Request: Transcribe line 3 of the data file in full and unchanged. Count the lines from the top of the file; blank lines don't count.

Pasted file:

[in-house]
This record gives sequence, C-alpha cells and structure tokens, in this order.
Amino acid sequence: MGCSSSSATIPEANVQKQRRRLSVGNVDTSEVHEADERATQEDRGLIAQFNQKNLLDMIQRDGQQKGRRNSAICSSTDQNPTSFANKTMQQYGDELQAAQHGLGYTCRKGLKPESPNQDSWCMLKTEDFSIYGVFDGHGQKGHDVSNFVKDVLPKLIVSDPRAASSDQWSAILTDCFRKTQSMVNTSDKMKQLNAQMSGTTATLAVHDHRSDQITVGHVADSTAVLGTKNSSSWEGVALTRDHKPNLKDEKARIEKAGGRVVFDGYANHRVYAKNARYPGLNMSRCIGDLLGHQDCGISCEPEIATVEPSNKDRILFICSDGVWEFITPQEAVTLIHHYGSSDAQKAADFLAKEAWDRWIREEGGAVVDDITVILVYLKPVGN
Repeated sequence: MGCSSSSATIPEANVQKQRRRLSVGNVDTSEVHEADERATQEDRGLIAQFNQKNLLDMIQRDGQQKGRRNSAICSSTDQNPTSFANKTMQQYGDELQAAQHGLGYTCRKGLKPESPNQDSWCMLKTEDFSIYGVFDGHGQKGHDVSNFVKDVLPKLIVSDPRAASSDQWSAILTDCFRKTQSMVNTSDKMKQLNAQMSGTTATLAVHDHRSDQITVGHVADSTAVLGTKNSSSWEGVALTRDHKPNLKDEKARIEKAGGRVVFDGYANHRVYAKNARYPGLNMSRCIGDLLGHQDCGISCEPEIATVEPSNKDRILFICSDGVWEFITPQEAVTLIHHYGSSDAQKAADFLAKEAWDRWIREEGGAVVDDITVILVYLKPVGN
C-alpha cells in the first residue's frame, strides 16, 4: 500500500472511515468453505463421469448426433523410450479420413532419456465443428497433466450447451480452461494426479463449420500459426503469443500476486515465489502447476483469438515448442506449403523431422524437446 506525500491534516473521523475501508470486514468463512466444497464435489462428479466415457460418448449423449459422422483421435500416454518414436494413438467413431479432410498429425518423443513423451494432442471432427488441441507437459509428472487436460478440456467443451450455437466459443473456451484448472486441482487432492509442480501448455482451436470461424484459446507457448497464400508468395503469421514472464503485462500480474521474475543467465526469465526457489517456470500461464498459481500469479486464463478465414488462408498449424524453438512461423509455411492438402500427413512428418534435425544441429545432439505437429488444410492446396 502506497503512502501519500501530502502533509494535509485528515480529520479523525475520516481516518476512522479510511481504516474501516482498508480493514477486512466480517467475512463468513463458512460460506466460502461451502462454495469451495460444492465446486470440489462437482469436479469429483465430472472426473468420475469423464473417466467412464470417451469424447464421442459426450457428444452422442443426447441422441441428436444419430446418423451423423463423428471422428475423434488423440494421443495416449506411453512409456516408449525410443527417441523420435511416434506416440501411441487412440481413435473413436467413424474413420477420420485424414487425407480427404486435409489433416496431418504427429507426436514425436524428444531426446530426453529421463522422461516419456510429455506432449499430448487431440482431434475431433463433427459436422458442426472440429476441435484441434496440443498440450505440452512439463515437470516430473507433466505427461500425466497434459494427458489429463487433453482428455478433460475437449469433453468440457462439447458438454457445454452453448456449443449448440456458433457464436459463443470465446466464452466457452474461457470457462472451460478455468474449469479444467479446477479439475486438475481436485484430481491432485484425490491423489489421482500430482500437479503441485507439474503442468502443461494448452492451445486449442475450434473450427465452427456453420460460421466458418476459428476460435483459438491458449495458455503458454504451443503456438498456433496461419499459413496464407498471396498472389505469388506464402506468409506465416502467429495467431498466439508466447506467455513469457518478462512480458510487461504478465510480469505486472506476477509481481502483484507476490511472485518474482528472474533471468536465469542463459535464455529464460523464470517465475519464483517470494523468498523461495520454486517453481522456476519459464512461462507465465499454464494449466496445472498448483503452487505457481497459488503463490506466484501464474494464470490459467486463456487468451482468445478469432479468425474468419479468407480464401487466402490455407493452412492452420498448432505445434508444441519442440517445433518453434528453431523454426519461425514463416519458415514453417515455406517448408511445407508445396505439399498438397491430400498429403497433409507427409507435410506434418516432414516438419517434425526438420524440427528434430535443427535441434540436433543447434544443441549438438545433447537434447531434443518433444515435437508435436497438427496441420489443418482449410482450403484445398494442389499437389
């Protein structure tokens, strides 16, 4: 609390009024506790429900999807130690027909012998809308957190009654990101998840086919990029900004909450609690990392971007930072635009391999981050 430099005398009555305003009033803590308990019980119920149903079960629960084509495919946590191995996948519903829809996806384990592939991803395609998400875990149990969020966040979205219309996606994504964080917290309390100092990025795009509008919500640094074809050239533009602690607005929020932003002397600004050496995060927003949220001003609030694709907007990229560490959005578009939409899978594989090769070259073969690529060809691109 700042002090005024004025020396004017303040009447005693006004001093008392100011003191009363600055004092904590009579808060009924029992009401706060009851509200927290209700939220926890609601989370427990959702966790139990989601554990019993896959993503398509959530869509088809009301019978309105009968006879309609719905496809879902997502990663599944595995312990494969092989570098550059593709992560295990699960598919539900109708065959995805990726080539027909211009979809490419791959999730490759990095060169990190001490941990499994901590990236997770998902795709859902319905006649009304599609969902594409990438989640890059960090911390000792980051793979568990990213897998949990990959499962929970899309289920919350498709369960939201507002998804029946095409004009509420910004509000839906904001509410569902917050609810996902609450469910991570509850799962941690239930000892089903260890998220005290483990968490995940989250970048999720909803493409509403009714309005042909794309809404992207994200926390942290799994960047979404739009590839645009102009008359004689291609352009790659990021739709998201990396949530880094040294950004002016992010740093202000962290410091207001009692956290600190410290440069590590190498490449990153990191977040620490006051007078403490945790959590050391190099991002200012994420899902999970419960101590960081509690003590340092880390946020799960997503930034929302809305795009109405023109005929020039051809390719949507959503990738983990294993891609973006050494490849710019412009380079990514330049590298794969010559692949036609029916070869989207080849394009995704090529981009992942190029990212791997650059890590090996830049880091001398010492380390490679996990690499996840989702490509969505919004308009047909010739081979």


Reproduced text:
Amino acid sequence: MGCSSSSATIPEANVQKQRRRLSVGNVDTSEVHEADERATQEDRGLIAQFNQKNLLDMIQRDGQQKGRRNSAICSSTDQNPTSFANKTMQQYGDELQAAQHGLGYTCRKGLKPESPNQDSWCMLKTEDFSIYGVFDGHGQKGHDVSNFVKDVLPKLIVSDPRAASSDQWSAILTDCFRKTQSMVNTSDKMKQLNAQMSGTTATLAVHDHRSDQITVGHVADSTAVLGTKNSSSWEGVALTRDHKPNLKDEKARIEKAGGRVVFDGYANHRVYAKNARYPGLNMSRCIGDLLGHQDCGISCEPEIATVEPSNKDRILFICSDGVWEFITPQEAVTLIHHYGSSDAQKAADFLAKEAWDRWIREEGGAVVDDITVILVYLKPVGN